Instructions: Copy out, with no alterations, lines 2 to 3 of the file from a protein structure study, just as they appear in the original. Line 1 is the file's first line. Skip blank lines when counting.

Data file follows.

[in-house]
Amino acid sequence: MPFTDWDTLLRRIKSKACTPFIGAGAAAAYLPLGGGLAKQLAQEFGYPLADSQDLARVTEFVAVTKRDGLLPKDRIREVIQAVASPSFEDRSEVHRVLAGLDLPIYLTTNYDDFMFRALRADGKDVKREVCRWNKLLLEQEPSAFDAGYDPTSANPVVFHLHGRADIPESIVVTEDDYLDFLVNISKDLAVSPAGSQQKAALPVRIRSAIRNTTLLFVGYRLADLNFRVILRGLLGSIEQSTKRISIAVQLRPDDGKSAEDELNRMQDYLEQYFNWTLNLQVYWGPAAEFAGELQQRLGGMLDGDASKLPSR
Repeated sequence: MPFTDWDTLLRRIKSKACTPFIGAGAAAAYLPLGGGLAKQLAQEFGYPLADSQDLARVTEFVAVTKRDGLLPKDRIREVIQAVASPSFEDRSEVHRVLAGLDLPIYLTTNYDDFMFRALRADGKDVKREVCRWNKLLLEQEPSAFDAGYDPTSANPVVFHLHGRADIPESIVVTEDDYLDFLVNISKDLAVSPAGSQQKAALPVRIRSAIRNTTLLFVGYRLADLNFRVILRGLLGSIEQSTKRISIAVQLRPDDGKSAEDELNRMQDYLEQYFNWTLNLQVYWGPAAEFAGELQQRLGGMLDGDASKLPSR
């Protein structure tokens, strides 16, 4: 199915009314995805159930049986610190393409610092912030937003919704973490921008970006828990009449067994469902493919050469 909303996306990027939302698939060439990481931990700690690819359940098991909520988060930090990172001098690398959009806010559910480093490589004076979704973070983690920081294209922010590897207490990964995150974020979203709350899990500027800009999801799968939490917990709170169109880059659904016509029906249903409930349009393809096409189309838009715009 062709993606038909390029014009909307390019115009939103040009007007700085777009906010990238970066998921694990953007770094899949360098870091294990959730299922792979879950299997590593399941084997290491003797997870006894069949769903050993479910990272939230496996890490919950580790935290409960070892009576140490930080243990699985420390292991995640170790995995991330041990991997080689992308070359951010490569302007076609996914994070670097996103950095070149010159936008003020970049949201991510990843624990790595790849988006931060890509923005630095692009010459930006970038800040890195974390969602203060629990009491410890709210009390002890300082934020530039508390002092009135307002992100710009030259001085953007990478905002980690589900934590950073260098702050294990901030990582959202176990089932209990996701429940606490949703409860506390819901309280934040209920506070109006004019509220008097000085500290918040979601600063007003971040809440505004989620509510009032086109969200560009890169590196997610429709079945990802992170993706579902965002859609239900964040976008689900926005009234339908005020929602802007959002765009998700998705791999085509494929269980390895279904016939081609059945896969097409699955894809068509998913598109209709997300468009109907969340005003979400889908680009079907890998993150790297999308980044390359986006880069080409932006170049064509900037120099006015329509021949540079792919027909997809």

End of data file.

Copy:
Amino acid sequence: MPFTDWDTLLRRIKSKACTPFIGAGAAAAYLPLGGGLAKQLAQEFGYPLADSQDLARVTEFVAVTKRDGLLPKDRIREVIQAVASPSFEDRSEVHRVLAGLDLPIYLTTNYDDFMFRALRADGKDVKREVCRWNKLLLEQEPSAFDAGYDPTSANPVVFHLHGRADIPESIVVTEDDYLDFLVNISKDLAVSPAGSQQKAALPVRIRSAIRNTTLLFVGYRLADLNFRVILRGLLGSIEQSTKRISIAVQLRPDDGKSAEDELNRMQDYLEQYFNWTLNLQVYWGPAAEFAGELQQRLGGMLDGDASKLPSR
Repeated sequence: MPFTDWDTLLRRIKSKACTPFIGAGAAAAYLPLGGGLAKQLAQEFGYPLADSQDLARVTEFVAVTKRDGLLPKDRIREVIQAVASPSFEDRSEVHRVLAGLDLPIYLTTNYDDFMFRALRADGKDVKREVCRWNKLLLEQEPSAFDAGYDPTSANPVVFHLHGRADIPESIVVTEDDYLDFLVNISKDLAVSPAGSQQKAALPVRIRSAIRNTTLLFVGYRLADLNFRVILRGLLGSIEQSTKRISIAVQLRPDDGKSAEDELNRMQDYLEQYFNWTLNLQVYWGPAAEFAGELQQRLGGMLDGDASKLPSR